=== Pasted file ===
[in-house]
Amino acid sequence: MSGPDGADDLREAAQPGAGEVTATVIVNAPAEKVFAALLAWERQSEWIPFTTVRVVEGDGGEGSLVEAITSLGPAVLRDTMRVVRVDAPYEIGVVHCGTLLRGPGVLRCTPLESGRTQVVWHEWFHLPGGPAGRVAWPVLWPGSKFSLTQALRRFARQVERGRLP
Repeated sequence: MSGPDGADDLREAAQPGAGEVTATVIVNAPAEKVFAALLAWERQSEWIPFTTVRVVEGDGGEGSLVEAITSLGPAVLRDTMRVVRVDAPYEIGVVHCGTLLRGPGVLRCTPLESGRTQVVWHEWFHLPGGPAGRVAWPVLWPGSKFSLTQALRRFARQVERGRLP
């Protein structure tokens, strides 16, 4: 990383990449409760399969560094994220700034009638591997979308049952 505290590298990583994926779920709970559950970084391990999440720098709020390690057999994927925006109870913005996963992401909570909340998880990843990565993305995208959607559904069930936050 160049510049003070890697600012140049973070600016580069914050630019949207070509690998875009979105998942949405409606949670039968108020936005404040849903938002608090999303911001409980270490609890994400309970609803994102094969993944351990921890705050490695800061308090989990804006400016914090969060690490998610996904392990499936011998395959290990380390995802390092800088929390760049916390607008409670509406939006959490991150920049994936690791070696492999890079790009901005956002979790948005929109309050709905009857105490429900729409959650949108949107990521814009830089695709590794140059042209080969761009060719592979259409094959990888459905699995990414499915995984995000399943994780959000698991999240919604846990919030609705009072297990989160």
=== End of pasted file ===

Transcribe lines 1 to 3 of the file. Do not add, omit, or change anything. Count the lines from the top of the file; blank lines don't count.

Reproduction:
[in-house]
Amino acid sequence: MSGPDGADDLREAAQPGAGEVTATVIVNAPAEKVFAALLAWERQSEWIPFTTVRVVEGDGGEGSLVEAITSLGPAVLRDTMRVVRVDAPYEIGVVHCGTLLRGPGVLRCTPLESGRTQVVWHEWFHLPGGPAGRVAWPVLWPGSKFSLTQALRRFARQVERGRLP
Repeated sequence: MSGPDGADDLREAAQPGAGEVTATVIVNAPAEKVFAALLAWERQSEWIPFTTVRVVEGDGGEGSLVEAITSLGPAVLRDTMRVVRVDAPYEIGVVHCGTLLRGPGVLRCTPLESGRTQVVWHEWFHLPGGPAGRVAWPVLWPGSKFSLTQALRRFARQVERGRLP